The Tao of Politics

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The Way of Politics, Chapter Five

This column originally appeared as part of the Way of Politics series for the Democracy Cell Project, an IRS-approved 501(c)(3) created by former members of Kerry-Edwards 2004 blog team. The Way of Politics attempted to explore the intersection of religion, spirituality, and politics from a contemporary Deistic or secular and spiritual perspective.

In the Fifth Chapter of the Tao Te Ching, Lao Tse offers his thoughts on an old controversy that has been receiving renewed attention as of late.

The Tao doesn't take sides;
it gives birth to both good and evil.

Never has the sage's wisdom in this verse been more pertinent than in our era of sacred madness. For while President Bush is apt to describe the terrorists as “evildoers”, we do well to remember that they see themselves as holy warriors striking a blow against the imagined enemy of God. They expect their ultimate end to be an eternity in Paradise, not the Inferno.

This same President views himself as having an intimate connection with his Heavenly Father. He views this bond as being so up-close-and-personal that he relied on it (according to Bob Woodward) when deciding upon a course of action in Iraq – eschewing more experienced counsel, including that of his earthly Father, the only other American leader to seriously contemplate the removal of Saddam Hussein. Yet, despite this alleged relationship, others around the world, and even here in his own country, have come to view him as the embodiment of a malevolent spirit.

And speaking of evil and infernos, can anyone deny that the Bush Administration's botched occupation plan for Iraq has brought its people a living hell – through a daily diet of car bombings and other suicidal acts?

As has so often been the case in human experience, have “good” intentions given birth to evil?

Should religious piety be considered a credible substitute for critical thinking?

And can a man or woman who refuses to admit their mistakes, when the fate of billons of people is at stake, still be described as "good"?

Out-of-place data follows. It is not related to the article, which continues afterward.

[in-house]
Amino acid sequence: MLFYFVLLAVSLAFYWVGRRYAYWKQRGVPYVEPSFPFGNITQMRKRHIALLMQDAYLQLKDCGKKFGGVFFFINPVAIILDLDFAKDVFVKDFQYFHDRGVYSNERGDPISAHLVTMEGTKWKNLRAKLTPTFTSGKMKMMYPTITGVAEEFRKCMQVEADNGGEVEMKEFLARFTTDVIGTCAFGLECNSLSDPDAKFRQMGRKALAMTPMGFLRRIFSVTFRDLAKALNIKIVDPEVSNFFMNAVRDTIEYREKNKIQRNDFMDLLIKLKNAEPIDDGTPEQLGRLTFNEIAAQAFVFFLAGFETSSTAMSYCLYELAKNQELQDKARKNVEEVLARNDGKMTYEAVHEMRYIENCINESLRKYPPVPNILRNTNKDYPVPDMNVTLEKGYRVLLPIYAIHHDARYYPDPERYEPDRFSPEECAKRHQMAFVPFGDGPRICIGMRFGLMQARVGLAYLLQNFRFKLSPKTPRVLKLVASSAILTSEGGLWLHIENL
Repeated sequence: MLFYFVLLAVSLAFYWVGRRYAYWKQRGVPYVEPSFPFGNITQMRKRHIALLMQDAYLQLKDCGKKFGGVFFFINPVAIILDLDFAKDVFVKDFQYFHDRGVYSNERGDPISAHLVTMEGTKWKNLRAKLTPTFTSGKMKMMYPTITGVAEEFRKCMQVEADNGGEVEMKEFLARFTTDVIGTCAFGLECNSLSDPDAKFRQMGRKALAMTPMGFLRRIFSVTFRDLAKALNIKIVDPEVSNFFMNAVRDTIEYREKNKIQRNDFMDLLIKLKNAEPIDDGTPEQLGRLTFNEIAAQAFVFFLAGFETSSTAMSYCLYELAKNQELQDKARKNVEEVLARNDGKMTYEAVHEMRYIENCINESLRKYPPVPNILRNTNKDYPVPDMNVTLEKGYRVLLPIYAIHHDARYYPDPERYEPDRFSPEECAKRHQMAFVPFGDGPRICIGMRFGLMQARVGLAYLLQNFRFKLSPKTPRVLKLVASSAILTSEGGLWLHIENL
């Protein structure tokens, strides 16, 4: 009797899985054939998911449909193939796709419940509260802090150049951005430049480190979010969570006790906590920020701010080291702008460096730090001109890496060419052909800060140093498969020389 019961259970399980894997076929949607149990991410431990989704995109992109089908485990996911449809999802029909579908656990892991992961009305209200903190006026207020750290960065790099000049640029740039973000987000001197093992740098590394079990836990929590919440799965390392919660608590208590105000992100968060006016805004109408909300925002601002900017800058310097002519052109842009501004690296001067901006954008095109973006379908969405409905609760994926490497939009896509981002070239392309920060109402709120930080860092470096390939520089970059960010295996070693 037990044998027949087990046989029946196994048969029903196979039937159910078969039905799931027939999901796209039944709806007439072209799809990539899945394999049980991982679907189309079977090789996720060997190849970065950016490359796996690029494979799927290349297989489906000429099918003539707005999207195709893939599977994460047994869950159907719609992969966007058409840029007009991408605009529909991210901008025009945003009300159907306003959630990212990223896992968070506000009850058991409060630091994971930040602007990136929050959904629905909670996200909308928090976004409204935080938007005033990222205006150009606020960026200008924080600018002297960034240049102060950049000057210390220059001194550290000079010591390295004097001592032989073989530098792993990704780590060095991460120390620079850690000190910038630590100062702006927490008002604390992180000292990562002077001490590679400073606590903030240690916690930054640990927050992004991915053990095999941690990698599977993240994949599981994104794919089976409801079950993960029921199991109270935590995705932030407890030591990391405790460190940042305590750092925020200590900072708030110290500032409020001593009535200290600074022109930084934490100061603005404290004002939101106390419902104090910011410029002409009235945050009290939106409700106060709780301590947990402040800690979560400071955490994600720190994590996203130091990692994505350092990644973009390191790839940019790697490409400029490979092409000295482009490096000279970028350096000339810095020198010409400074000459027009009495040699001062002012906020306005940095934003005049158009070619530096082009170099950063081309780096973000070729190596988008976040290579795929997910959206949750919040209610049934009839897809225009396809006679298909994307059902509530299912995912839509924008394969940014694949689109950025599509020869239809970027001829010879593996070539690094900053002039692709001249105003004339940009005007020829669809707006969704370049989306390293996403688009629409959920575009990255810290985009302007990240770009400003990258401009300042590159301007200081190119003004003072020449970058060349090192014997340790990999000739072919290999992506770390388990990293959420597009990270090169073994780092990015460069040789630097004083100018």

With his next verse in Chapter Five, Lao Tse offers his advice on the proper attitude of spiritual teachers.

The Master doesn't take sides;
she welcomes both saints and sinners.

Lao Tse's observation here mirrors Jesus' example, set forth in the Gospels, where Christ scandalized both the Pharisees and his disciples by welcoming “sinners”. Lao Tse's and Jesus' shared approach strike me as eminently sensible. Who else but “sinners” are most in need of a teacher? Certainly not the self-righteous, whose minds are so securely defended by notions of “moral clarity” that they cannot allow the entry of a single challenging thought.

Moreover, the idea of welcoming implies an attitude of authentic hospitality, fairness, and equal protection under cosmic law. Contrast this attitude with that of the inhospitality increasingly advocated by adherents of so many fear- and rule-based religious sects, who today seek to impose their authority on entire nations, and eventually the world.

With the next verse of Chapter Five, Lao Tse turns his attention to the crucial difference between authentic spiritual activity and empty words.

The Tao is like a bellows:
it is empty yet infinitely capable.
The more you use it, the more it produces;
the more you talk of it,
the less you understand.

Hence, the Tao, or the “the way”, as it is translated from the Chinese, is ultimately a path of effective spiritual action, of emotional and intellectual accommodation to the demands of the living moment. It is reality-based spiritual activism that transforms the world through luminous example, not compulsion or fear. It is decidedly not a path of tortured ideologies, empty political spin, and philosophical discussions whose intent is not mutual enlightenment, but conversion.

Lao Tse concludes this chapter with this advice:

Hold on to the center.

In my view, Lao Tse is here reminding us that the ultimate answer to so many of our vexing questions will inevitably be found in the center – in the human center, at the core of our common humanity, and in the healing of the human heart and psyche. While in contact with this shared center of truly timeless values and curative emotion, no man or woman could ever contemplate crashing an airliner into a skyscraper filled with innocent civilians, or launching an ego-driven war of liberation in the hope of initiating a “New American Century”. Those kinds of thoughts are, at least as seen from my window on human consciousness, proof positive that one has truly lost “the way” – and instead found oneself in the grip of a deadly form of collective insanity.

This translation of the Tao Te Ching is by Stephen Mitchell, copyright 1988. It is available in paperpack editions from Harper Perennial Classics (ISBN: 0060812451) and Harper Perennial Persona (ISBN: 0060812451).

Matthew Carnicelli, © 2005. All rights reserved.
Originally published on June 26, 2005, as part of The Way of Politics series.